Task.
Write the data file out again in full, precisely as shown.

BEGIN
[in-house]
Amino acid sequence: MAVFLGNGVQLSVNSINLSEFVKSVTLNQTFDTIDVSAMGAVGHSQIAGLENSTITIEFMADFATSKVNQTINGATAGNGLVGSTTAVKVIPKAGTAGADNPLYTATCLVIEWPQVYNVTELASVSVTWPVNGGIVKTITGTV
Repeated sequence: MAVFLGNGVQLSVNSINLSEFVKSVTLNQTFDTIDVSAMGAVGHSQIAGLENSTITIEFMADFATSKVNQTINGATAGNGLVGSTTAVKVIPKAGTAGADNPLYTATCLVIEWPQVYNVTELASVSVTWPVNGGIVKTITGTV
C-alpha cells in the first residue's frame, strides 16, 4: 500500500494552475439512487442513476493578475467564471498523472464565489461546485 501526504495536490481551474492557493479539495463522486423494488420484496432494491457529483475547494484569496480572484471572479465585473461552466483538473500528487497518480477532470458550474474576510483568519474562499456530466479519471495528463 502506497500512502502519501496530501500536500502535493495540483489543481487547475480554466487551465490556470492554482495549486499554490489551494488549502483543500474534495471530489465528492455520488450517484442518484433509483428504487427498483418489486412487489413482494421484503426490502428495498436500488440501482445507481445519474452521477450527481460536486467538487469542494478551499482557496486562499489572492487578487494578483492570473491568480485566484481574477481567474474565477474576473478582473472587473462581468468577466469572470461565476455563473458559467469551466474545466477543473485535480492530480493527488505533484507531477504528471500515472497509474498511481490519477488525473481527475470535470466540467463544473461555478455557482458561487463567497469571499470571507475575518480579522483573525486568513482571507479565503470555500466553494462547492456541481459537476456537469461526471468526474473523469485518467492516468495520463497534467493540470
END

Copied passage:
[in-house]
Amino acid sequence: MAVFLGNGVQLSVNSINLSEFVKSVTLNQTFDTIDVSAMGAVGHSQIAGLENSTITIEFMADFATSKVNQTINGATAGNGLVGSTTAVKVIPKAGTAGADNPLYTATCLVIEWPQVYNVTELASVSVTWPVNGGIVKTITGTV
Repeated sequence: MAVFLGNGVQLSVNSINLSEFVKSVTLNQTFDTIDVSAMGAVGHSQIAGLENSTITIEFMADFATSKVNQTINGATAGNGLVGSTTAVKVIPKAGTAGADNPLYTATCLVIEWPQVYNVTELASVSVTWPVNGGIVKTITGTV
C-alpha cells in the first residue's frame, strides 16, 4: 500500500494552475439512487442513476493578475467564471498523472464565489461546485 501526504495536490481551474492557493479539495463522486423494488420484496432494491457529483475547494484569496480572484471572479465585473461552466483538473500528487497518480477532470458550474474576510483568519474562499456530466479519471495528463 502506497500512502502519501496530501500536500502535493495540483489543481487547475480554466487551465490556470492554482495549486499554490489551494488549502483543500474534495471530489465528492455520488450517484442518484433509483428504487427498483418489486412487489413482494421484503426490502428495498436500488440501482445507481445519474452521477450527481460536486467538487469542494478551499482557496486562499489572492487578487494578483492570473491568480485566484481574477481567474474565477474576473478582473472587473462581468468577466469572470461565476455563473458559467469551466474545466477543473485535480492530480493527488505533484507531477504528471500515472497509474498511481490519477488525473481527475470535470466540467463544473461555478455557482458561487463567497469571499470571507475575518480579522483573525486568513482571507479565503470555500466553494462547492456541481459537476456537469461526471468526474473523469485518467492516468495520463497534467493540470